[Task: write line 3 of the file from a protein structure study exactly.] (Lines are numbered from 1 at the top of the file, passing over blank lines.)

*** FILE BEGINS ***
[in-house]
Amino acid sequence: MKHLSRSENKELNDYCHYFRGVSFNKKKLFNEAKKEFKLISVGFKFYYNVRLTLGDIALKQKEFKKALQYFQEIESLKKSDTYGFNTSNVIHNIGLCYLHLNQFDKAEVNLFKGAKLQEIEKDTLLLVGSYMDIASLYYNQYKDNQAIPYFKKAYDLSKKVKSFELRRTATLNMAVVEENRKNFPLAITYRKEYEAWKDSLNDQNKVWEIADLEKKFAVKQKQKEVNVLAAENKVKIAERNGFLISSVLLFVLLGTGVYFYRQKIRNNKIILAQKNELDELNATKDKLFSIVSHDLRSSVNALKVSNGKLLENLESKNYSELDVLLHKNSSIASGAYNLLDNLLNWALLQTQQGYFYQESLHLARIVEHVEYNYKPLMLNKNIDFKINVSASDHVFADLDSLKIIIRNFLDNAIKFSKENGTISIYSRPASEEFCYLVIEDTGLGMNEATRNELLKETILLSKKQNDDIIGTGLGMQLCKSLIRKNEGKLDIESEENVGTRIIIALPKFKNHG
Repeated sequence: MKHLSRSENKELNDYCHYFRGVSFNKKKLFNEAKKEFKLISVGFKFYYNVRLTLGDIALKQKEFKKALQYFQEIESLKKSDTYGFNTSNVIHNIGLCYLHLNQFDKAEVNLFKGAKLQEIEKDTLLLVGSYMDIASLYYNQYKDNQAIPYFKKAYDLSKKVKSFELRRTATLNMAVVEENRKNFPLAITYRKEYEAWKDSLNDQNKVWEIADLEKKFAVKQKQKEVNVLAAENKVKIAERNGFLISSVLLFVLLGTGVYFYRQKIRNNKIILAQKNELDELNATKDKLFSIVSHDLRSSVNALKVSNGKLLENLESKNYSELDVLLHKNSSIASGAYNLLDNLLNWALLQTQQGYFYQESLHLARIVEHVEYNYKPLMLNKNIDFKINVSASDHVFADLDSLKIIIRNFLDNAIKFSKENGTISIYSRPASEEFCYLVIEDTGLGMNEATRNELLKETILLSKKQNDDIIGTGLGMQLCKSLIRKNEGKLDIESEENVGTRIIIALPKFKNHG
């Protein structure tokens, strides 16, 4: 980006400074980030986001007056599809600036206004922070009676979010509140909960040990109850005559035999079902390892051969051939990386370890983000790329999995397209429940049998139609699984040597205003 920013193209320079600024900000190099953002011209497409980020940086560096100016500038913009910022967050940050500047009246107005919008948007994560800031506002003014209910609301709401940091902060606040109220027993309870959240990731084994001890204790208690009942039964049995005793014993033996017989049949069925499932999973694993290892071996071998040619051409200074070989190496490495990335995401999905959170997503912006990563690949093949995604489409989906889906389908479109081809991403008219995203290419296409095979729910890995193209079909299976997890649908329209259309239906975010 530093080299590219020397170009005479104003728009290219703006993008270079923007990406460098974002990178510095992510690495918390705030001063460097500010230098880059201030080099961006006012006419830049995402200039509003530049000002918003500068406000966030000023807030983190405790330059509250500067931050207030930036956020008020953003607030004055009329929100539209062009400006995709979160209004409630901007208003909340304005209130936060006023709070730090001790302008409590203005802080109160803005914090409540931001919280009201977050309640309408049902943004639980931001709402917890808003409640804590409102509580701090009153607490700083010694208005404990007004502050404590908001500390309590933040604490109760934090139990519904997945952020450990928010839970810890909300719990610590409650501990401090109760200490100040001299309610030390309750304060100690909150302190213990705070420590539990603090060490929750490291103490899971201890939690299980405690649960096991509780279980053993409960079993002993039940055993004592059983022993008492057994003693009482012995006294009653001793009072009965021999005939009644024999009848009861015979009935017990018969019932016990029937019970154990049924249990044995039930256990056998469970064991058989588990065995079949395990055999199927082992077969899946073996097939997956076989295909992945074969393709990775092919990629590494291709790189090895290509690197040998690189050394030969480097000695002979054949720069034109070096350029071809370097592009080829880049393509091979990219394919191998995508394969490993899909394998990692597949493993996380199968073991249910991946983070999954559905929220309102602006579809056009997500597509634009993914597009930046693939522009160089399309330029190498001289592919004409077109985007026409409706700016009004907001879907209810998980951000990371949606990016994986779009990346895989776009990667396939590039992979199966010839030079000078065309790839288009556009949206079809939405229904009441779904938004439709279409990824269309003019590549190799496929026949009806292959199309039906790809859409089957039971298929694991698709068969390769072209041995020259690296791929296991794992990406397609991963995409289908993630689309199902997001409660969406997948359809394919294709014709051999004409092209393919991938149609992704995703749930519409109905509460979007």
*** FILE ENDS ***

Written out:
Repeated sequence: MKHLSRSENKELNDYCHYFRGVSFNKKKLFNEAKKEFKLISVGFKFYYNVRLTLGDIALKQKEFKKALQYFQEIESLKKSDTYGFNTSNVIHNIGLCYLHLNQFDKAEVNLFKGAKLQEIEKDTLLLVGSYMDIASLYYNQYKDNQAIPYFKKAYDLSKKVKSFELRRTATLNMAVVEENRKNFPLAITYRKEYEAWKDSLNDQNKVWEIADLEKKFAVKQKQKEVNVLAAENKVKIAERNGFLISSVLLFVLLGTGVYFYRQKIRNNKIILAQKNELDELNATKDKLFSIVSHDLRSSVNALKVSNGKLLENLESKNYSELDVLLHKNSSIASGAYNLLDNLLNWALLQTQQGYFYQESLHLARIVEHVEYNYKPLMLNKNIDFKINVSASDHVFADLDSLKIIIRNFLDNAIKFSKENGTISIYSRPASEEFCYLVIEDTGLGMNEATRNELLKETILLSKKQNDDIIGTGLGMQLCKSLIRKNEGKLDIESEENVGTRIIIALPKFKNHG